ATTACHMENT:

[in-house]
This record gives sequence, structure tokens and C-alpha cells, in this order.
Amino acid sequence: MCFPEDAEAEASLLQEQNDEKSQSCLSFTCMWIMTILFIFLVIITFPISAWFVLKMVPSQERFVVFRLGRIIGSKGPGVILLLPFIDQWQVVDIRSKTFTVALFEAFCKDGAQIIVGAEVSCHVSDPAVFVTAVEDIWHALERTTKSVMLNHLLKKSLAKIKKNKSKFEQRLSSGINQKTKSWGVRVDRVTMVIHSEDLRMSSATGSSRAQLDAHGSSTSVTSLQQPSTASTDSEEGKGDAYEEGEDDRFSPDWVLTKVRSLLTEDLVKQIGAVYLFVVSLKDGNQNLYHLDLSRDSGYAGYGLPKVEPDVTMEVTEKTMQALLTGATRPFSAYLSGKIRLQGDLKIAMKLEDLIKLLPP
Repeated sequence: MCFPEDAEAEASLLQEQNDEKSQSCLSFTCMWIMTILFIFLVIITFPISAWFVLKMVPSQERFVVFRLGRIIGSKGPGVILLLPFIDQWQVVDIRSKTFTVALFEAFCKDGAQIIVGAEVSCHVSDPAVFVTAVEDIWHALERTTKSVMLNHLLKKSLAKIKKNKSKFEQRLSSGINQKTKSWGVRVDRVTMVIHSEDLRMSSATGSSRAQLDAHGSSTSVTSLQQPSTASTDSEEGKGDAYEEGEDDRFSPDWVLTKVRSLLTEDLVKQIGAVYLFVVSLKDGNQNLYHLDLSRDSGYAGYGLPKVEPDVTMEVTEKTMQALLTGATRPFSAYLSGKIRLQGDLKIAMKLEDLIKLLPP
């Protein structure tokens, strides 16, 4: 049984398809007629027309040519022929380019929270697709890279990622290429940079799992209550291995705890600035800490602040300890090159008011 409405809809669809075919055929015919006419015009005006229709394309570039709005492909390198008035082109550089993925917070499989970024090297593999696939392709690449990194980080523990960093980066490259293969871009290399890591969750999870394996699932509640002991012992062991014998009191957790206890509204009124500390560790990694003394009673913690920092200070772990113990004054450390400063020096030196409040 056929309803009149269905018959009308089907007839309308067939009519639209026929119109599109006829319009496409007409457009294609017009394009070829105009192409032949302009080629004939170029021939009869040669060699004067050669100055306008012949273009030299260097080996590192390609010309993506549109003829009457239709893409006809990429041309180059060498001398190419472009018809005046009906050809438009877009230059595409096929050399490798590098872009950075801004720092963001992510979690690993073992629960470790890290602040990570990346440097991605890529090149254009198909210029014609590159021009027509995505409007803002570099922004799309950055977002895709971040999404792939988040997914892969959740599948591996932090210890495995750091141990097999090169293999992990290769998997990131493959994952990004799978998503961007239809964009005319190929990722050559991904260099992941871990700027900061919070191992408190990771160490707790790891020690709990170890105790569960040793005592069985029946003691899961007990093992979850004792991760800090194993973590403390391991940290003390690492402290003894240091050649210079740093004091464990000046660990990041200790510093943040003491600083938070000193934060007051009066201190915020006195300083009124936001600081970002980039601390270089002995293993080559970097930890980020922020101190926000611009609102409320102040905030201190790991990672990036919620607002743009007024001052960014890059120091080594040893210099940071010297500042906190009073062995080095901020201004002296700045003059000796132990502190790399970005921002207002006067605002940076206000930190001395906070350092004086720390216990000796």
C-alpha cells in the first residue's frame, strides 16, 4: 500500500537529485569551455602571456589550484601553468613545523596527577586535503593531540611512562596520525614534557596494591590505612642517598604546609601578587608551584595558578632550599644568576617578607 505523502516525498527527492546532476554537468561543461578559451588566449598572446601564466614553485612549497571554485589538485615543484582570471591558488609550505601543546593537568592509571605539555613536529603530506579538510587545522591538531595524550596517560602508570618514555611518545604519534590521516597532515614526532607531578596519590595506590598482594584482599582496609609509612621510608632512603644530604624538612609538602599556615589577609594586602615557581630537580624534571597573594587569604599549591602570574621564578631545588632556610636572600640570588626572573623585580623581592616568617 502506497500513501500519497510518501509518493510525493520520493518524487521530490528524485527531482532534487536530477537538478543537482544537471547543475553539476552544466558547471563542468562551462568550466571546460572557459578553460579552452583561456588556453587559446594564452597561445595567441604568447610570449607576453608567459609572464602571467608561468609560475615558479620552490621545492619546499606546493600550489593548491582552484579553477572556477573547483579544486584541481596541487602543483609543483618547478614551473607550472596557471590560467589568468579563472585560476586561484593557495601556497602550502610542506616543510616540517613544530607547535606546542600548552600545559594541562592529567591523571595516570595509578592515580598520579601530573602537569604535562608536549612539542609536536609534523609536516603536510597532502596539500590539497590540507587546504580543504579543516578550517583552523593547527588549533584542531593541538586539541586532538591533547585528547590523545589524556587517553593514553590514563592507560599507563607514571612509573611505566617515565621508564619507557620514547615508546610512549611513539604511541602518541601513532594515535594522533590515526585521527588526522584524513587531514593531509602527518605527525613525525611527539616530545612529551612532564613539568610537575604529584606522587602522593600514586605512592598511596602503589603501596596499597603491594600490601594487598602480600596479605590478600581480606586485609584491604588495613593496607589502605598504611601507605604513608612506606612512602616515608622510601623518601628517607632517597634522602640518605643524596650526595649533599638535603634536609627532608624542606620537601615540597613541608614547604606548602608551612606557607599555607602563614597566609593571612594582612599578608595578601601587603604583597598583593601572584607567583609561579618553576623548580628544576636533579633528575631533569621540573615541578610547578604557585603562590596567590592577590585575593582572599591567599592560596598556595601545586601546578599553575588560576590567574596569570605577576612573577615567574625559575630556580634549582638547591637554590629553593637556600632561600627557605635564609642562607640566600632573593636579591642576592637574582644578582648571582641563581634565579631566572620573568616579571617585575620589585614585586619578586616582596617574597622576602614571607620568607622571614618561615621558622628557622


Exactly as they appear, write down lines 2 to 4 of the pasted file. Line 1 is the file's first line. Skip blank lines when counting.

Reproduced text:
This record gives sequence, structure tokens and C-alpha cells, in this order.
Amino acid sequence: MCFPEDAEAEASLLQEQNDEKSQSCLSFTCMWIMTILFIFLVIITFPISAWFVLKMVPSQERFVVFRLGRIIGSKGPGVILLLPFIDQWQVVDIRSKTFTVALFEAFCKDGAQIIVGAEVSCHVSDPAVFVTAVEDIWHALERTTKSVMLNHLLKKSLAKIKKNKSKFEQRLSSGINQKTKSWGVRVDRVTMVIHSEDLRMSSATGSSRAQLDAHGSSTSVTSLQQPSTASTDSEEGKGDAYEEGEDDRFSPDWVLTKVRSLLTEDLVKQIGAVYLFVVSLKDGNQNLYHLDLSRDSGYAGYGLPKVEPDVTMEVTEKTMQALLTGATRPFSAYLSGKIRLQGDLKIAMKLEDLIKLLPP
Repeated sequence: MCFPEDAEAEASLLQEQNDEKSQSCLSFTCMWIMTILFIFLVIITFPISAWFVLKMVPSQERFVVFRLGRIIGSKGPGVILLLPFIDQWQVVDIRSKTFTVALFEAFCKDGAQIIVGAEVSCHVSDPAVFVTAVEDIWHALERTTKSVMLNHLLKKSLAKIKKNKSKFEQRLSSGINQKTKSWGVRVDRVTMVIHSEDLRMSSATGSSRAQLDAHGSSTSVTSLQQPSTASTDSEEGKGDAYEEGEDDRFSPDWVLTKVRSLLTEDLVKQIGAVYLFVVSLKDGNQNLYHLDLSRDSGYAGYGLPKVEPDVTMEVTEKTMQALLTGATRPFSAYLSGKIRLQGDLKIAMKLEDLIKLLPP